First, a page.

Written by Creaig Dunton
Sunday, 28 February 2010
Looking back, it has only been a bit over a year since the Greyfield Shrines LP, my first exposure to these guys, yet in that year I’ve heard as significant amount of development and change in their work. While that release was reminiscent of the intentionally minimalist drone of Sunn O))), subsequent work has brought in greater elements of noise, electronic music, and post-punk alternative. This LP is perhaps the ultimate culmination of that, being released by no less than four labels and featuring guest appearances from members of Bloodyminded, Nachtmystium, Yakuza, and Velnias.
At War with False Noise/Basses Frequences/Bloodlust!/Small Doses
The change and evolution of their sound is immediate once "Inverted Ruins" launches. The carefully controlled feedback of Andre Foisy’s bass guitar and the simple echoed stabs of Terence Hannum’s synths could be on any of their releases, but the addition of live drums from Velnias member Andrew Scherer and the distant, disgusted vocals of Bloodyminded’s Mark Solotroff push the sound closer towards rock territory, while synthesizer drones and digital noise pull it in the opposite direction. The song slogs along at the pace of stoner rock, but there’s far more noise experimentation going on for it to drift into caveman riff-heavy Sabbath territory.
The long "Procession of Ancestral Brutalism" embraces the squall of black metal, but with a distinct sound and structure that contradicts the genre’s infatuation with muffled flatulent production and cookie monster vocals. Aided by Nachtmystium’s Blake Judd on vocals and guitar, it’s not surprising that it conjures images of black metal, but the complex layering of guitars over Hannum’s almost prog-rock synth lines and Scherer’s freak out drumming, all with a cavalcade of vocal parts sounding like Mayhem and Can battling it out with neither side dominating the other.
The closing "The Columnless Arcade" features the same line-up, with the addition of Yakuza’s Bruce Lamont on saxophone. The screamed tortured vocals and rapid staccato guitar also give a metallic sheen to the proceedings, but there is a greater aridness to the track, a bit more light let in. Shades of the post-punk guitar sound that appeared on the recent 7" split with Harpoon are here as well, giving a purer tone and color than other artists are usually able to muster.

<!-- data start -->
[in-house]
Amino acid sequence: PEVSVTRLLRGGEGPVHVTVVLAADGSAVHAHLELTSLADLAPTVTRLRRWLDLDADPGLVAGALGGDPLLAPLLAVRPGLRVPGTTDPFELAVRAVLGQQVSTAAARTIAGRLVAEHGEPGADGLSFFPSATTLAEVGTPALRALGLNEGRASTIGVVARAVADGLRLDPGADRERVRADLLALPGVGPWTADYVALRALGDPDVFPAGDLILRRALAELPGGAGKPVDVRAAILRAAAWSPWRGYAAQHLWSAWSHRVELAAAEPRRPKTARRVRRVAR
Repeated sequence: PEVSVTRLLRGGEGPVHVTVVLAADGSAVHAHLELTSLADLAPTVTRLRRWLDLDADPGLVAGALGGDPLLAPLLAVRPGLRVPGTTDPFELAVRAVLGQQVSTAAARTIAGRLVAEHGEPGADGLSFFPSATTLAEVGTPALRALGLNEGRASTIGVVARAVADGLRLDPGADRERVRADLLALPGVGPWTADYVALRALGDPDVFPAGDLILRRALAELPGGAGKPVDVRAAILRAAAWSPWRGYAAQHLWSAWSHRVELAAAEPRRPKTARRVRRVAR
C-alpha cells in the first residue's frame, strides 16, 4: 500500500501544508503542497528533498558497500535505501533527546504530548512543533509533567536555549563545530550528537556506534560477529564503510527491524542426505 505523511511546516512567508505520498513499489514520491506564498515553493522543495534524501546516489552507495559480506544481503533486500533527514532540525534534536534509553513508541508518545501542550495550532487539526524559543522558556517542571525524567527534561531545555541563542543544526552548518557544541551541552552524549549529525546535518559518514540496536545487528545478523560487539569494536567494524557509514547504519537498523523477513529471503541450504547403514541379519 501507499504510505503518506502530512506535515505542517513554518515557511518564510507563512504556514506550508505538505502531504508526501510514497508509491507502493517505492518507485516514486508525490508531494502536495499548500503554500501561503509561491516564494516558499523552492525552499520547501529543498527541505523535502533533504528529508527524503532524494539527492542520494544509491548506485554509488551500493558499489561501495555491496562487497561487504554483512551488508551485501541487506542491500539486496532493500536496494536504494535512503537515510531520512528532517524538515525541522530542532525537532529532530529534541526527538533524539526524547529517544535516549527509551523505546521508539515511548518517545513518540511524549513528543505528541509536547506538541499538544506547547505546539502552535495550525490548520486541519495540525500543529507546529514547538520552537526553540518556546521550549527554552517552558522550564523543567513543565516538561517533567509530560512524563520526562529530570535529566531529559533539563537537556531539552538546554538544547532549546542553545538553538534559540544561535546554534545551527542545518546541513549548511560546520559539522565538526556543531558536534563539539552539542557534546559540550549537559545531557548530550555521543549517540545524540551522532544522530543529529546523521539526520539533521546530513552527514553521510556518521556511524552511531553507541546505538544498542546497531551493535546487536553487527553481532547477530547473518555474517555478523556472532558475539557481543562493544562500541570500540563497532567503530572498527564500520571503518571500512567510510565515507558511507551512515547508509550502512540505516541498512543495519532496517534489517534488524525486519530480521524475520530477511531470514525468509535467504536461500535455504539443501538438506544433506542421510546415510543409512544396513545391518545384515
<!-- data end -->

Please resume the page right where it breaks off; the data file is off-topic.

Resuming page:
Between these longer pieces linger a few shorter, more sparse instrumental bits that are no less captivating. The sustained organ and insect saxophone of "Between Barrows" have a meditative quality that fits well between the louder, more boisterous tracks. Similarly, "Antediluvian Territory," which sits as the penultimate track, is a sparse duet of organ and guitar, which soars and rings on with a melancholy beauty that calls to mind, at least in mood, some of the best moments of the Cure’s Seventeen Seconds for some reason.
This time last year I thought these guys were doing something different in the field of drone metal, which has continued to be an overly cluttered genre, but I wasn’t sure exactly what that difference was. While I have been concerned at their prolificness over the past year, their output has never been superfluous or unnecessary. Territories stands as the full realization of the tapes, EPs, and split 7" singles that the band has issued in this time, perfectly encapsulating their dark, dystopian sound with the ideal balance of pure heaviness and pensive drone. Topping this one will be tough, but I’m thinking they will be able to do it in time.